Use A Light Hand 

“Once you’ve nailed the technique, make sure you’re using a light-handed approach,” add Dr Lisa and Dr Vanessa. “You need to be brushing your teeth lightly, right up to where your tooth meets the gum, using gentle, circular motions. It’s important to try and find a soft bristle which is less abrasive to keep sensitivity to a minimum, too." 

Dry Your Toothbrush

"Ensure your toothbrush is dry before placing it back in a cosmetic bag or travel case: “If you don’t allow your toothbrush to air-dry after brushing, bacteria can multiply rapidly on the moist bristles,” says Dr Marques – especially in the warmer weather. 

Avoid Charcoal & ‘Natural’ Toothpastes 

“It’s worrying how popular these have become as the use of charcoal in toothpaste is actually damaging to the teeth,” say Dr Lisa and Dr Vanessa. “Charcoal is abrasive and will wear down the enamel, in turn creating a yellow hue. As for toothpastes that don’t contain active ingredients, these won’t effectively clean your teeth or prevent tooth decay. It’s key to avoid any toothpastes that have grit or roughness as this will cause enamel to wear down and contribute to darkening of your teeth. Instead, look for formulations that contain fluoride – these will strengthen the teeth and reduce tooth decay by up to 50%.” 

Limit Sugary Snacks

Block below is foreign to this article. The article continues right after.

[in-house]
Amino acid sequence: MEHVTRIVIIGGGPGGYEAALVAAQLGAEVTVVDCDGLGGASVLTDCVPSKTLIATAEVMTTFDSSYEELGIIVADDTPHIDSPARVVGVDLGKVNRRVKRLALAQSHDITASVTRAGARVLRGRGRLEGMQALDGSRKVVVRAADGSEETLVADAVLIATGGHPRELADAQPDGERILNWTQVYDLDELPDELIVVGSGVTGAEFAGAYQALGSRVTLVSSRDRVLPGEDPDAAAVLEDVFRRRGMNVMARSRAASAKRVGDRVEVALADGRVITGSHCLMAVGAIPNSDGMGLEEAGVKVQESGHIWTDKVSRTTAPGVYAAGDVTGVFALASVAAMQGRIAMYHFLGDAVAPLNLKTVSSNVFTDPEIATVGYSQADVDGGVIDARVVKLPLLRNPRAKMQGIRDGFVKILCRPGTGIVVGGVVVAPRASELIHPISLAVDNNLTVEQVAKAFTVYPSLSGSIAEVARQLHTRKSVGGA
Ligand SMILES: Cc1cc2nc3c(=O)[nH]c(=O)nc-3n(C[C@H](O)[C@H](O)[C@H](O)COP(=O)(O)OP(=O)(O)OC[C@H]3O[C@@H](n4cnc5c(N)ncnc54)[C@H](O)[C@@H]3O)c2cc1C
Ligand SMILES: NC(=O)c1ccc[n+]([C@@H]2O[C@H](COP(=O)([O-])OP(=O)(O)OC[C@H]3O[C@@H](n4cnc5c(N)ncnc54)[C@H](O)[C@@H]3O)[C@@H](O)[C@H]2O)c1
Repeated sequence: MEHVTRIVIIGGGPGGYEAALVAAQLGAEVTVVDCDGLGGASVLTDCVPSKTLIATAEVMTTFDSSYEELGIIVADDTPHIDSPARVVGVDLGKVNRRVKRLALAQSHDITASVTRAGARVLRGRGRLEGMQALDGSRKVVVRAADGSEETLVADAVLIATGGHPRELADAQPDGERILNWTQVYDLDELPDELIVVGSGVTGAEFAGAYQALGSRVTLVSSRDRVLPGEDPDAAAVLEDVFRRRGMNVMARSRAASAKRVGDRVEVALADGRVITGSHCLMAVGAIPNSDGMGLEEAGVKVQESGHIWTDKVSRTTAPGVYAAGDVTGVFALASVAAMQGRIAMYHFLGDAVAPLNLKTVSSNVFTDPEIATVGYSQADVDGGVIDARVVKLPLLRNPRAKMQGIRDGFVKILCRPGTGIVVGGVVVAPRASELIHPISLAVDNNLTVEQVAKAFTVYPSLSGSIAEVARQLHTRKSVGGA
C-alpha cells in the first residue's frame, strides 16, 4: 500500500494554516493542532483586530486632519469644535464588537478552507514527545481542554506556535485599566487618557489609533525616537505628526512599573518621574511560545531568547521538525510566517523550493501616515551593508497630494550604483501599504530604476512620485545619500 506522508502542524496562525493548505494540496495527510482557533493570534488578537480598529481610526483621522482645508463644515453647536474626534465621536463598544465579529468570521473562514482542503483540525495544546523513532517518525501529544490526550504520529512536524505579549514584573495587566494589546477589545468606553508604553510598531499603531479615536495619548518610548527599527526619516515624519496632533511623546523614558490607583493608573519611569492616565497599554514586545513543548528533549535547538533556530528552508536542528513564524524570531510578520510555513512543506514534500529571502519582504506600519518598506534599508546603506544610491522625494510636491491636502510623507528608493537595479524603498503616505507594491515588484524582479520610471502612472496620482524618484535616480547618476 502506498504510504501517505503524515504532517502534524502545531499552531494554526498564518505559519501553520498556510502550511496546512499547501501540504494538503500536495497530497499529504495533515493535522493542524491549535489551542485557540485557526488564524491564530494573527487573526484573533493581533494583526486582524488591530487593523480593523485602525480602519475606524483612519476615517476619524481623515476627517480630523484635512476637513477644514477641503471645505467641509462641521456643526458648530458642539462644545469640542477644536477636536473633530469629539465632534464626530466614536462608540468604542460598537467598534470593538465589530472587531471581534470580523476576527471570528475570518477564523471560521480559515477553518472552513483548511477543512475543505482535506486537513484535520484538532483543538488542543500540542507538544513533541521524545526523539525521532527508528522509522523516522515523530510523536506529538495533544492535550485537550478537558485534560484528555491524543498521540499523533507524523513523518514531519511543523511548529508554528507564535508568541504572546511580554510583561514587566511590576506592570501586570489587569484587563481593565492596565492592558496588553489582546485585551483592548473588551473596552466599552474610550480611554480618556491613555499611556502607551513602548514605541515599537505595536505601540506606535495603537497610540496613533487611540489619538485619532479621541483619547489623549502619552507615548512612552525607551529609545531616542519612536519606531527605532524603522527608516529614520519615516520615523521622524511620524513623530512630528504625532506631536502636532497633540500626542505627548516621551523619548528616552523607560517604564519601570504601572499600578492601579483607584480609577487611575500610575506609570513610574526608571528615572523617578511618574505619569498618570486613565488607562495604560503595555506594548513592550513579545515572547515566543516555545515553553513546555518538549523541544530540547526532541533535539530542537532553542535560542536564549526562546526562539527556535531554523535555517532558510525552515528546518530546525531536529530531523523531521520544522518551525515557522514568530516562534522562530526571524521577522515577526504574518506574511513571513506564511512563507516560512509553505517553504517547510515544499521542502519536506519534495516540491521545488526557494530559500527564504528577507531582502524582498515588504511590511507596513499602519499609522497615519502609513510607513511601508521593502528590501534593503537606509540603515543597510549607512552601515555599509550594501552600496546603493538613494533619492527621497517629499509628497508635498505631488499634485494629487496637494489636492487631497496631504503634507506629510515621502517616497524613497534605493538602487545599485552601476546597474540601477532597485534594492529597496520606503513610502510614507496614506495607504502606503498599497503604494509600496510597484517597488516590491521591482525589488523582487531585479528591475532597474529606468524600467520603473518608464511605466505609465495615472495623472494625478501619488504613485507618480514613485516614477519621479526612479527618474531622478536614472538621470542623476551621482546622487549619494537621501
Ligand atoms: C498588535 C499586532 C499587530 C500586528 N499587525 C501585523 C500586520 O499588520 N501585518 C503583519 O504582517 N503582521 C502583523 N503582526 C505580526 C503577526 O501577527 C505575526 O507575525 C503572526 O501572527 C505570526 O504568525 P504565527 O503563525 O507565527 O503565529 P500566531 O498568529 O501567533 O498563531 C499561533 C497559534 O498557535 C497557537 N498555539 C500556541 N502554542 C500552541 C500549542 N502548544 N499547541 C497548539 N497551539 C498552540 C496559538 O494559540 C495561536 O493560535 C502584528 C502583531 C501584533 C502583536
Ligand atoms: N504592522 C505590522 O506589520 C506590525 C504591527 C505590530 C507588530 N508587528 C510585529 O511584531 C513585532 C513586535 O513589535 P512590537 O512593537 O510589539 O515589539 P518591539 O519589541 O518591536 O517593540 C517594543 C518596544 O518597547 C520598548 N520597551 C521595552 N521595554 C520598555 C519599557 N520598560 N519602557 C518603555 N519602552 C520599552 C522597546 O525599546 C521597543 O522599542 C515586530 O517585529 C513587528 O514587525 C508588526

“It’s an age-old rule but it still stands true,” advises Dr Krystyna. “Sugar from sweets or fizzy drinks can rot the teeth and cause decay, so really, these should be kept to an occasional treat when possible. It’s not the only thing that can disrupt your teeth between meals, either. Fruit acids can cause damage, too, so it’s advisable that if you are going to eat something sweet, try and do it with a main meal.” 

Be Careful With Tooth Whitening 

“At-home teeth whitening systems can cause a lot of sensitivity and damage,” advise Dr Lisa and Dr Vanessa. “For that reason, it’s really important to be extra careful about what you use to whiten your teeth. By using a clinically proven system that gradually brightens your teeth safely, you can avoid sharp sensitivity. It’s why we created our Spotlight Whitening Strips back in 2016. There wasn’t anything on the market containing an active whitening ingredient which we felt like recommending to our patients.”

See A Hygienist Regularly

“You should be getting your teeth cleaned professionally at least twice a year,” say Dr Lisa and Dr Vanessa. “There’s always going to be plaque and tartar that you simply can’t brush off yourself. By visiting a dental hygienist, you can avoid common issues like cavities, tooth decay and further tooth loss. If you have braces, consult your dentist to see how often you require a deep-clean. The same goes for general check-ups – never leave a problem too long before you make an appointment. By booking in straight away, whatever the problem is, it can be minimised to avoid extraction. It’s as important as visiting your GP.”